It was a Porsche 911 kind of day as nine air-cooled Porsche 911’s and one lone Porsche 356 drove The Big Laurel August Air Brigade drive.
Twelve air-cooled Porsches were scheduled to drive The Big Laurel but only ten made the start due mechanical issues. Most of these air-cooled Porsches are now over 40 years old so mechanical issues are not unknown.
The lone Porsche 914-6 scheduled to drive had transmission bushing problems and a ’78 911SC experienced a mysterious grinding noise on the way to the meet-up.
The 911’s making the drive included a full range of air-cooled Porsche 911’s including a ’72 911T Targa, a 911SC, several G-body 3.2’s, two 964’s, a 993 and the lone 1962 356 Coupe to represent the model that started it all for Porsche.
The day started in fog and gloom as we left Leicester and headed towards Marshall down Big Bear Creek Road. As we left the urban areas outside Asheville the fog lifted, the roads got curvy and the Air Brigade began to exercise the early air-cooled Porsches the way they were engineered to be driven.
The first leg to Brush Creek General Store was just the warm-up. The rest stop was early in the trip due to lack of facilities along the route. As it was it took the full 30-minute break for the entire line to make use of the “one-holer” that Brush Creek offered us for relief.
The second leg of the morning was the crème de la crème of the drive as we climbed up and over Lonesome Mountain and wound along Revere Road mountain ridge curves before descending down to follow Big Laurel Creek into Tennessee.
The Tennessee Welcome Center pictured here provided a scenic lunch spot for drivers and navigators as we rested the old air-cooled engines of these early Porsches.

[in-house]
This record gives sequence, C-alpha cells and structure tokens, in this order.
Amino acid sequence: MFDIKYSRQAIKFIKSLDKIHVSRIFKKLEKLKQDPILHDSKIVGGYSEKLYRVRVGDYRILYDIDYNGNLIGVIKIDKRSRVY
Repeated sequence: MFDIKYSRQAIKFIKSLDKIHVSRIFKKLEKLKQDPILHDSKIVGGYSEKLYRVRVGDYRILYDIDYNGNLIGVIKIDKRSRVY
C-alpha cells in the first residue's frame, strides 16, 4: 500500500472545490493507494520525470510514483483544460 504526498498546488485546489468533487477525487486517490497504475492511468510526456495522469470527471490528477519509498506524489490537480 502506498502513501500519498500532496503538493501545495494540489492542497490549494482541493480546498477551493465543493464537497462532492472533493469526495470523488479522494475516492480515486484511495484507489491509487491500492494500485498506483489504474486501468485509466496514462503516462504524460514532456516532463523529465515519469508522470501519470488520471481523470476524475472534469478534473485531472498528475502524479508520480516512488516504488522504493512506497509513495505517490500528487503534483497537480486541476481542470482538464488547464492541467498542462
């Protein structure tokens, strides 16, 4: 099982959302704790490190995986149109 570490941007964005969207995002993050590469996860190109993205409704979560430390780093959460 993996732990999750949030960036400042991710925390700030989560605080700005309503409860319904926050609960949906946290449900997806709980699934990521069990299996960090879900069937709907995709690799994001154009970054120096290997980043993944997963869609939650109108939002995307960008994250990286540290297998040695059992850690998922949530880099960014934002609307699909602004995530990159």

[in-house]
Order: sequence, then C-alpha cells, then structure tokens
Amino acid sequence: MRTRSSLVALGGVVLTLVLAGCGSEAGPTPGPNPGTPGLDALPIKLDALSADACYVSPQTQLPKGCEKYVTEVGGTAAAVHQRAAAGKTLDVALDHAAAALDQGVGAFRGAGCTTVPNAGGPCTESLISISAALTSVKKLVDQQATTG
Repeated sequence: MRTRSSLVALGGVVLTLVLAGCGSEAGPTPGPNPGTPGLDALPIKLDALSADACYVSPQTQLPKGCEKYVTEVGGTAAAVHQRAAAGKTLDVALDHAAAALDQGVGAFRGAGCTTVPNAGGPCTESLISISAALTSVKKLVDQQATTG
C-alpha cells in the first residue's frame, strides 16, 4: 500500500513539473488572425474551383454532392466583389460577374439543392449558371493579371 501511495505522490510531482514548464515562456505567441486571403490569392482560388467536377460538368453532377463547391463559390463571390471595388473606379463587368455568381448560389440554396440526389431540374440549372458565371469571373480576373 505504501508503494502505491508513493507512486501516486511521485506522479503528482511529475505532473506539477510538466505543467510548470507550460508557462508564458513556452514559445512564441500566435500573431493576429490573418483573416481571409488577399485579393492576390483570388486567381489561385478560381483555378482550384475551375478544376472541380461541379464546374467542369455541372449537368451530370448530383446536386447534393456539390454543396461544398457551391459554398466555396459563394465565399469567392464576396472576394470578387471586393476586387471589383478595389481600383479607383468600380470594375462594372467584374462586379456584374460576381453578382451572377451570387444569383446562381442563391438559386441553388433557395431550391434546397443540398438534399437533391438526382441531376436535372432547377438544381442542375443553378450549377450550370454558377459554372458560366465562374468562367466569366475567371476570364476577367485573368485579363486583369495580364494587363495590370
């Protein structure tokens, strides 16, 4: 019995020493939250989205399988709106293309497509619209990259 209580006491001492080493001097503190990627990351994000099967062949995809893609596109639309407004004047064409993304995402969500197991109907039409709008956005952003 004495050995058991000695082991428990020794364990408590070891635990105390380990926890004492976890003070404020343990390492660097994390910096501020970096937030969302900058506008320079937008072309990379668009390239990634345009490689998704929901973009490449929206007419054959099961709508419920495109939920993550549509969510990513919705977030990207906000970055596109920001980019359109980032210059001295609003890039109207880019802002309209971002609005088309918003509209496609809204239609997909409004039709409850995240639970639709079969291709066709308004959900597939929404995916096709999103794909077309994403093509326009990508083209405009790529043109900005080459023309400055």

The afternoon stint provided another 90 minutes of driving with a first time drive down 19 West that provides some great elevation changes with twists and turns before we met up with the Toe River and returned on roads we had driven earlier in the season but we were going the other way.
The drive always seems fresh and new when going the opposite way on the roads. The sights are new and different from this vantage point.
As the sky darkened and we approached Prices Creek General Store we lost several cars as tops needed to go up and there was a desire to explore Prices Creek General Store, a good old fashioned General Store offering everything from food to clothes to guns.
Six of us continued on towards the end destination in Weaverville but not without a stop to slap the Targa roofs on as the rain really let loose as we tore down the back roads of Burnsville and Mars Hill.
As we pulled into the stop point a plume of smoke billowed from the back of the Commander’s 1986 911 3.2. I had smelled and noticed this all day at every stop sign but a careful monitoring of the gauges showed pressure and temperature to be all right.
Charlie climbed under the car and suspected an oil drip onto the heat exchangers was the culprit. A quick oil level check showed levels were still good. Everyone had an opinion on what was leaking and what shop should fix it or not fix it, but my concern was just getting home at that point as we were still a good 24 miles from home.
I grabbed a fire extinguisher from Charlie and hit the road. A close monitoring of gauges and making sure that flames weren’t shooting out the back made for a long 24-mile drive but all ended well as I pulled in the driveway.
I think I will let the car sit for today and attack the problem tomorrow.
Twelve primary roads were driven of the 100 Greatest Roads in the area included:
Big Bear Creek Road
Lonesome Mountain Road
Big Laurel Road
Hunting Dale Road
Jack’s Creek Road
Prices Creek Road
Paint Fork Road
Beech Glen Road
Forks of Ivy Road
Tags: Air-cooled Porsche driving, Driving air-cooled Porsches, Driving Blue Ridge Mountains